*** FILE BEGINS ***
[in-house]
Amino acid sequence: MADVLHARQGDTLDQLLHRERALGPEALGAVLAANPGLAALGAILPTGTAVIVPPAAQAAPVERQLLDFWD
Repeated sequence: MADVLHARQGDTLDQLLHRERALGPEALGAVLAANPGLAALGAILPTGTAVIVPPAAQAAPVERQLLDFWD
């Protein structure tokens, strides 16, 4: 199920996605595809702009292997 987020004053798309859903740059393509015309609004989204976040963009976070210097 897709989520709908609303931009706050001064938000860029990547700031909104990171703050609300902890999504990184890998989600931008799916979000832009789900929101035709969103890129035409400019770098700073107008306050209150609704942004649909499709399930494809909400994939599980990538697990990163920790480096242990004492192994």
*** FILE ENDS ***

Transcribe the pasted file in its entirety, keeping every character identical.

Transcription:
[in-house]
Amino acid sequence: MADVLHARQGDTLDQLLHRERALGPEALGAVLAANPGLAALGAILPTGTAVIVPPAAQAAPVERQLLDFWD
Repeated sequence: MADVLHARQGDTLDQLLHRERALGPEALGAVLAANPGLAALGAILPTGTAVIVPPAAQAAPVERQLLDFWD
């Protein structure tokens, strides 16, 4: 199920996605595809702009292997 987020004053798309859903740059393509015309609004989204976040963009976070210097 897709989520709908609303931009706050001064938000860029990547700031909104990171703050609300902890999504990184890998989600931008799916979000832009789900929101035709969103890129035409400019770098700073107008306050209150609704942004649909499709399930494809909400994939599980990538697990990163920790480096242990004492192994």